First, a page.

ST. CLOUD – For 50 years, Sandy Schwegman has been an institution at St. Cloud Hospital. A nurse at its family birthing center, she joked that she brought half of Stearns County’s newborns into the world.
She loves her job, which made it all the more painful to sue the health care system she devotedly served for decades because allegedly negligent cancer treatment left her with permanent injuries.
In 2014, Schwegman was treated for breast cancer. After a month, she noticed burns on her shoulder, neck, jaw and ear. A few weeks later, she lost mobility in her left arm and had trouble swallowing.
Schwegman, 76, and six other patients at Coborn Cancer Center in St. Cloud filed lawsuits for botched therapy plans that left them under- or over-radiated and potentially at increased risk of cancer recurrence. The total number of lawsuits is expected to grow to 17 by the end of the year.
“When I met with a quality assurance nurse to discuss my pain, I was told the injuries were insignificant,” she said. “But the pain is like somebody lit you on fire. What they did was wrong.”
The center, CentraCare Health System and Dr. Barbi Kaplan-Frenkel were named as defendants in the suits, which were filed in Stearns County District Court. Because the cases are ongoing, CentraCare can’t comment, said Anthony Gardner, vice president of marketing and communications.
The Star Tribune reported in July 2015 that the Minnesota Department of Health was investigating Coborn Cancer Center over errant doses of radiation given to patients. The three mistakes, called medical events, were self-reported by the center to the state.
The department reviewed 25 percent of the patient files for tomotherapy procedures at the center from October 2013 to October 2014. The review found two unreported medical events.
The state then required the center to review all 196 patient files for tomotherapy procedures at the center during the same time period. In a November 2015 letter, the state informed center officials that the corrective actions to prevent future medical events were acceptable. The center will be inspected early next year.
The radiation errors were discovered after several employees connected to patient radiation treatment plans raised concerns. An internal audit by CentraCare found variances in treatment plans for a “small number” of patients.
Letters were sent to those patients. CentraCare President Kenneth Holmen told the Star Tribune in 2015 that the patients didn’t suffer serious injuries.
Staffing and protocol changes were made and personnel with leadership roles in the radiation oncology department at Coborn, including Kaplan-Frenkel, are no longer employed at CentraCare. She hadn’t seen patients at CentraCare since November 2014.
The plaintiffs are represented by Meshbesher & Spence. The Minneapolis-based law firm has received nearly 40 telephone calls from concerned cancer patients.
Josh Tuchscherer, an attorney with the firm, said they tried to privately resolve negligence claims with CentraCare, but “they have been uncooperative.”
“We couldn’t get any response, so people decided to file lawsuits,” he said. “CentraCare’s legal response is that the company isn’t at fault or the injuries were caused by another medical condition. They need to take responsibility.”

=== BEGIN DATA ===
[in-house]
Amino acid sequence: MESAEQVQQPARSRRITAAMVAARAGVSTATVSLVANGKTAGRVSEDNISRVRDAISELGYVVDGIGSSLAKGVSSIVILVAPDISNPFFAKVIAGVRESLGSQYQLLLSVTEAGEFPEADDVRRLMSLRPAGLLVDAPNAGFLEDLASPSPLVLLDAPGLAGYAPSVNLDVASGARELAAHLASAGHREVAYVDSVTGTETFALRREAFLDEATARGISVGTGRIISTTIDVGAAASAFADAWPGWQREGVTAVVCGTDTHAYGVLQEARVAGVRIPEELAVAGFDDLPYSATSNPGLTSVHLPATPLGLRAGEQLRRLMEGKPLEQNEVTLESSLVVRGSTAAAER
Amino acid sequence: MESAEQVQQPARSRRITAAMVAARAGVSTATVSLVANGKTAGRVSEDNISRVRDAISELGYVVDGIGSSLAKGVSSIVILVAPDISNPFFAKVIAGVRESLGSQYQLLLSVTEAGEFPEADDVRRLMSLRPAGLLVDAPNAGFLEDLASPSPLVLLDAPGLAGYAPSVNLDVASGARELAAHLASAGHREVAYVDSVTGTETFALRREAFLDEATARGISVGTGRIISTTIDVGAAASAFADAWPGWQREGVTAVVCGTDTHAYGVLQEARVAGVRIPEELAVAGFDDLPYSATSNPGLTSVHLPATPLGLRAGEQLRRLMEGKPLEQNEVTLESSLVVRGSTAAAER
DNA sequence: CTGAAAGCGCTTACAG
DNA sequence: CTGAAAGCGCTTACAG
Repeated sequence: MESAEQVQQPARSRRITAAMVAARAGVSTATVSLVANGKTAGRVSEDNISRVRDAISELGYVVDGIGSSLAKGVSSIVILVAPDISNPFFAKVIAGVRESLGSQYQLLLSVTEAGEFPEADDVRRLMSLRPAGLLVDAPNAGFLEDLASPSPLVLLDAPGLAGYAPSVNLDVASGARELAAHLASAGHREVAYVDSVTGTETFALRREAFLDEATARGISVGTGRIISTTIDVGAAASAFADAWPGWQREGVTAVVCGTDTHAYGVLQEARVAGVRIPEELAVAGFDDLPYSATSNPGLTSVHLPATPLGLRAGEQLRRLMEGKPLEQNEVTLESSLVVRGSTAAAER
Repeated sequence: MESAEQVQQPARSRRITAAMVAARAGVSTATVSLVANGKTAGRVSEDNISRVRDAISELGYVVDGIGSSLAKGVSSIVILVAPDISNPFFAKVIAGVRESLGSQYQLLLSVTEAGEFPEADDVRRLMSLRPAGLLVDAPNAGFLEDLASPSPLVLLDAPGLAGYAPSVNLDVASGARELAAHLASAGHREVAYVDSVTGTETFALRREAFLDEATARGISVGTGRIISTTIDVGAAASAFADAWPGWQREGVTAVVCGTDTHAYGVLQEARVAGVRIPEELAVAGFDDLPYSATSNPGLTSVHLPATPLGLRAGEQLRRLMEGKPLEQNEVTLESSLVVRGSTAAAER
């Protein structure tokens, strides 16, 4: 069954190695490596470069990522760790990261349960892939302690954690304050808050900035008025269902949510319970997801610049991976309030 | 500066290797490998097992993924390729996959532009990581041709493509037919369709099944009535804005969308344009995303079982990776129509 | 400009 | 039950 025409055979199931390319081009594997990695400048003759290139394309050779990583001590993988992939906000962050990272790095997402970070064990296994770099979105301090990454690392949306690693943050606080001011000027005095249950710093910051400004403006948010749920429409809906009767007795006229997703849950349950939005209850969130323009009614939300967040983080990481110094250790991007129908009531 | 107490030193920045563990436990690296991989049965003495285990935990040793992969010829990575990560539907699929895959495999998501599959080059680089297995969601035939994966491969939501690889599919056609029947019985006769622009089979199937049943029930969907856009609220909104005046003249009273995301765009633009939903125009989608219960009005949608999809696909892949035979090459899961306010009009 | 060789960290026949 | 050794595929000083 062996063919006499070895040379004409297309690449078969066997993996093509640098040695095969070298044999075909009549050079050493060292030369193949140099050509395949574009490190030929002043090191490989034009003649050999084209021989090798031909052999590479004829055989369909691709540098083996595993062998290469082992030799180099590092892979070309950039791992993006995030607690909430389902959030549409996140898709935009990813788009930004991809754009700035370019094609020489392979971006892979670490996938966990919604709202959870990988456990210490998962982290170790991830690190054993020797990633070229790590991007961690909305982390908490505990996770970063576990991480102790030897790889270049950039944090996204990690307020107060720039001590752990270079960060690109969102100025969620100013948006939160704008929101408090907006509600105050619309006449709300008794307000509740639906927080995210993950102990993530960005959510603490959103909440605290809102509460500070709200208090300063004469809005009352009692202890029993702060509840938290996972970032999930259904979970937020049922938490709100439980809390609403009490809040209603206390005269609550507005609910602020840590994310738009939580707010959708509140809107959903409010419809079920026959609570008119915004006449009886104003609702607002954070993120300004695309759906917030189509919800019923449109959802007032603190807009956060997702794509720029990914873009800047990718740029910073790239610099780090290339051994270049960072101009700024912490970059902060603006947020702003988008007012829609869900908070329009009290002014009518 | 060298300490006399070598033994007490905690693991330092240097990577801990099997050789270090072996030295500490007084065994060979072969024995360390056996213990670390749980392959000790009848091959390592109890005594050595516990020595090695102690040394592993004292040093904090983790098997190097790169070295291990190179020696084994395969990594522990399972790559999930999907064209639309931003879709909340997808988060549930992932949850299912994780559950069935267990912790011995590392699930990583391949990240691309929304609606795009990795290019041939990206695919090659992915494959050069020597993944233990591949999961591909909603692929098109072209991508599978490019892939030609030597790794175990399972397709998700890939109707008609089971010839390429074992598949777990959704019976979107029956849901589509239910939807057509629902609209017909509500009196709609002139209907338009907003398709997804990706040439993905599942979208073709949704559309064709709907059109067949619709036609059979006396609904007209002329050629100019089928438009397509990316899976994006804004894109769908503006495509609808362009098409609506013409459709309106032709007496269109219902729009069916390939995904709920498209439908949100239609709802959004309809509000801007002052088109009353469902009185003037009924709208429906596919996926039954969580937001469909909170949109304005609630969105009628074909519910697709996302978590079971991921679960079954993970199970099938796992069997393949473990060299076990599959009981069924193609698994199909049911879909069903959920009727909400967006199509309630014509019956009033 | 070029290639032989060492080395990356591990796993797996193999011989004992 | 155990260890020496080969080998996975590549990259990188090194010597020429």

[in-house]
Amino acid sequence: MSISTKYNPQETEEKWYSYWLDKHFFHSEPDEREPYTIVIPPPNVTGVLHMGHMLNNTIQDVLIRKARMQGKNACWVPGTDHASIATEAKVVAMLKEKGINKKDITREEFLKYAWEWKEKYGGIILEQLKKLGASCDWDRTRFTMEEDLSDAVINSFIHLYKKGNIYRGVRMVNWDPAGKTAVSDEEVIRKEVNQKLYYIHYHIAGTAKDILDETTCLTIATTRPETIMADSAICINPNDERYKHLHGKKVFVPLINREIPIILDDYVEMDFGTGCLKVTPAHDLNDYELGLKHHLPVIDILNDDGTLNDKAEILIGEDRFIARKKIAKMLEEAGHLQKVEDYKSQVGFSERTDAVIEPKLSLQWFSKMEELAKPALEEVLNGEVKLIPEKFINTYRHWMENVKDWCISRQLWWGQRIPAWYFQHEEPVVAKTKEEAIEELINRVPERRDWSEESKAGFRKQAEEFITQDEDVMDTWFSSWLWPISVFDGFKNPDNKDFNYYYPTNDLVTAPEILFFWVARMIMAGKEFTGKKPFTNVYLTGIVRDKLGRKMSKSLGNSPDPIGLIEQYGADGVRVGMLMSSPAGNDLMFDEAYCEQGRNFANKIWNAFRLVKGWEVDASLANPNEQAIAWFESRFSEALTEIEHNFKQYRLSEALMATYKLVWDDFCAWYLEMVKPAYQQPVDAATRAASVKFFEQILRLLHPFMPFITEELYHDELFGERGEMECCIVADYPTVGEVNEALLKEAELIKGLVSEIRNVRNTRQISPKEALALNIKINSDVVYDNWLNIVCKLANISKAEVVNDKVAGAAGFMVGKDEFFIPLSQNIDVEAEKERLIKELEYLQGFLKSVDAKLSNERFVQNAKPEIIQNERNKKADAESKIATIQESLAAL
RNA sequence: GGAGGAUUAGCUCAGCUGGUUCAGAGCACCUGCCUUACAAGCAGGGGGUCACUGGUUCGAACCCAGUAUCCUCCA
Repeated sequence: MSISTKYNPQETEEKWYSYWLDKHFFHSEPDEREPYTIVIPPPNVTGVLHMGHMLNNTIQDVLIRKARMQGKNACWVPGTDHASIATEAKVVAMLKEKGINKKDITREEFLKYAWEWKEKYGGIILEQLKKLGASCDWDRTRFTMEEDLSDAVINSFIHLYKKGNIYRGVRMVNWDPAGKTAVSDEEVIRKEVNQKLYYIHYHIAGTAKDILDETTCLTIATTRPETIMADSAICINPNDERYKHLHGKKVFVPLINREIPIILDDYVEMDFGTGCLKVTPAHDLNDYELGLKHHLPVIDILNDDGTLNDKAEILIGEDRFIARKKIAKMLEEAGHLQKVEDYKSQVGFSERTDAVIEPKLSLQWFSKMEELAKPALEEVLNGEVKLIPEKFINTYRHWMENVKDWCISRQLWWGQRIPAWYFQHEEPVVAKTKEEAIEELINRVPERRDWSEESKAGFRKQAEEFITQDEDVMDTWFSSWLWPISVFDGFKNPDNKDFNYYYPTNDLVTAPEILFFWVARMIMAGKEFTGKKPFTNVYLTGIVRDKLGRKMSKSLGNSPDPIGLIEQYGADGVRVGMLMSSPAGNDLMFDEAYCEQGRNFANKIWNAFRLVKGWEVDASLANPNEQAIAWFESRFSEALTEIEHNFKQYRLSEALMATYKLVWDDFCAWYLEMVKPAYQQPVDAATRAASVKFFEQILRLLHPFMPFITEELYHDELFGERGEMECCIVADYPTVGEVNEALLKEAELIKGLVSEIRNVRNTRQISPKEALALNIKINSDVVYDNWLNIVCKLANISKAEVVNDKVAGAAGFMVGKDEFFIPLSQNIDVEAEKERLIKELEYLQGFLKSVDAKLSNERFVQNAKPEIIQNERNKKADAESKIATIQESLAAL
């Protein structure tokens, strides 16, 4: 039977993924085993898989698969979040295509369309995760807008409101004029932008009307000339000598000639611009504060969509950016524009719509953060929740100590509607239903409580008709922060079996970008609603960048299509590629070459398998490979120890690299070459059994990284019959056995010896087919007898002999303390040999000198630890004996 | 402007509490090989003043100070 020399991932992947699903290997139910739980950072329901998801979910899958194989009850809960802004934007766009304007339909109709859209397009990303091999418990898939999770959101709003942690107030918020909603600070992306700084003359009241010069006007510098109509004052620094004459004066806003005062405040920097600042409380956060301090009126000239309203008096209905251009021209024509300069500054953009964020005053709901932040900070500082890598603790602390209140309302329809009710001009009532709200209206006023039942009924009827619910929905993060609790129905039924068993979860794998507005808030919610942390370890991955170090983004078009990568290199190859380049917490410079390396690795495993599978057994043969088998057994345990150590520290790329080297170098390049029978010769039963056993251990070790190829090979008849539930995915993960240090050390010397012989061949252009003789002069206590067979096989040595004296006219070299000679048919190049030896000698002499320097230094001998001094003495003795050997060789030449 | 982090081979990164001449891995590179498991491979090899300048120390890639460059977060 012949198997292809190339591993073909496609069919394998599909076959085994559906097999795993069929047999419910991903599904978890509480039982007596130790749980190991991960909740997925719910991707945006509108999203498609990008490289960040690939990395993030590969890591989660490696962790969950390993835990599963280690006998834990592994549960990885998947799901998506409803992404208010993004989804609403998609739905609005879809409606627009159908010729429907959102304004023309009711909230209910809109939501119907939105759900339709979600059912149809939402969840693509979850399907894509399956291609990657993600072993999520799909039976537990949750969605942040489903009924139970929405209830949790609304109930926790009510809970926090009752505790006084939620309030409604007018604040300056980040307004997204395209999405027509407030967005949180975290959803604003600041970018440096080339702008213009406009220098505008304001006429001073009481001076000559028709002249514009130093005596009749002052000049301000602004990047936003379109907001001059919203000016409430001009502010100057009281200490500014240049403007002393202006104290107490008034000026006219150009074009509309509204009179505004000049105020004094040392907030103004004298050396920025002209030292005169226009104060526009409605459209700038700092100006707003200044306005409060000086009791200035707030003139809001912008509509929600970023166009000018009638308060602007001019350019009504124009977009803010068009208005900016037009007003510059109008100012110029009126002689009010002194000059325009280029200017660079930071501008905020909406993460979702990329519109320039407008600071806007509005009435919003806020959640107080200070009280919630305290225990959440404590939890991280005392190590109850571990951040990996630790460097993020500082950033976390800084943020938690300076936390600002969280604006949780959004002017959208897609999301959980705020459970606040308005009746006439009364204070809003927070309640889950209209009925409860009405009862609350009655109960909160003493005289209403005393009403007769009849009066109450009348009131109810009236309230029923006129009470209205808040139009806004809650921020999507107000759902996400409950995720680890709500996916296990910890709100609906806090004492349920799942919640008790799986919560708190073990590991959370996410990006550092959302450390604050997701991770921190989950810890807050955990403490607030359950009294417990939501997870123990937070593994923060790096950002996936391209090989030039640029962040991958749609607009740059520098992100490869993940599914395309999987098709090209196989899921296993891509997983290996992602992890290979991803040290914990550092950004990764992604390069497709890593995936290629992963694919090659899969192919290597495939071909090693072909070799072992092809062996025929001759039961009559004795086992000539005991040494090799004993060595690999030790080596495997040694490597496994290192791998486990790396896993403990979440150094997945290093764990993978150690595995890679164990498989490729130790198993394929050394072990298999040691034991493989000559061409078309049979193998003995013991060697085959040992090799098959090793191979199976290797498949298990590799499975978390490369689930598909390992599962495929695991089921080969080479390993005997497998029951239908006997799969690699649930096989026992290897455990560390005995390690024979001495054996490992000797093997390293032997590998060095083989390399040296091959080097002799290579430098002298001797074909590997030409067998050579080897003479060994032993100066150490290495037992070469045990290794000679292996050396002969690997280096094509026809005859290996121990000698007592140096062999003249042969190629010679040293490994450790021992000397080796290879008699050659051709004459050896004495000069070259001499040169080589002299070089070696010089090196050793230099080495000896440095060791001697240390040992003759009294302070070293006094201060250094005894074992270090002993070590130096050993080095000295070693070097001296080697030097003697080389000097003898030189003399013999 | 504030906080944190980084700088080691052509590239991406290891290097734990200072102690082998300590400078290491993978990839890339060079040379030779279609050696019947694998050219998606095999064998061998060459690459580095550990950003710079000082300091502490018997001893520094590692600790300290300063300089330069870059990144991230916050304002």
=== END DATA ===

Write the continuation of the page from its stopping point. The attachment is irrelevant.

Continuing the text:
In her lawsuit, Schwegman said she met with CentraCare representatives in April 2015. At the meeting, she alleged that CentraCare admitted that Kaplan-Frenkel’s treatment plan was improper. She was both over and underexposed to radiation, and that the radiation provided represented a departure from accepted standards of practice.
“Nobody is listening to us,” Schwegman said.
Betty Zollner, 80, has also filed suit against CentraCare. Misfired radiation burned healthy tissue in her spine, and she had to move out of her longtime Paynesville home into assisted living because she is losing her ability to walk.
An active dancer who traveled around the world before the radiation miscue, she now uses a walker in combination with a motorized scooter.
“People ask if I broke my hip,” she said. “I tell them my spine was injured during radiation. They don’t understand.”
Zollner is receiving chemotherapy to battle cancer that has spread to her bones. She always was optimistic about fighting her disease, but is angered that her treatment permanently changed her life. Her lack of mobility has made her somewhat of a shut-in, she said.
“I hoped that CentraCare would have done what was fair. That’s what they said publicly,” she said. “Maybe they are just waiting for us to die off so they won’t have to pay up.”
Zollner is frustrated that she had to take legal steps to get the company’s attention. “I trusted them to take care of me. Money can’t fix me,” she said.
Christmas usually would have been at her house, but she had to move to a small apartment. It’s hard to travel, and she knows she will need more assistance as she gets older.
“I’m not going to cry about it; I can’t control it,” she said. “But I do have a lot of faith.”
Schwegman plans to retire in six months. When the radiation burns started to show, she was embarrassed to discuss it with colleagues.
And then the pain started in her shoulder, a shooting sensation so bad that she believed she was having a heart attack.
When she received a letter from CentraCare about the radiation errors, she was angry. The salt in the wound was when CentraCare staff repeatedly told her injuries were insignificant.
“It feels like nobody cares what they did to you,” she said. “I just want the pain to go away.”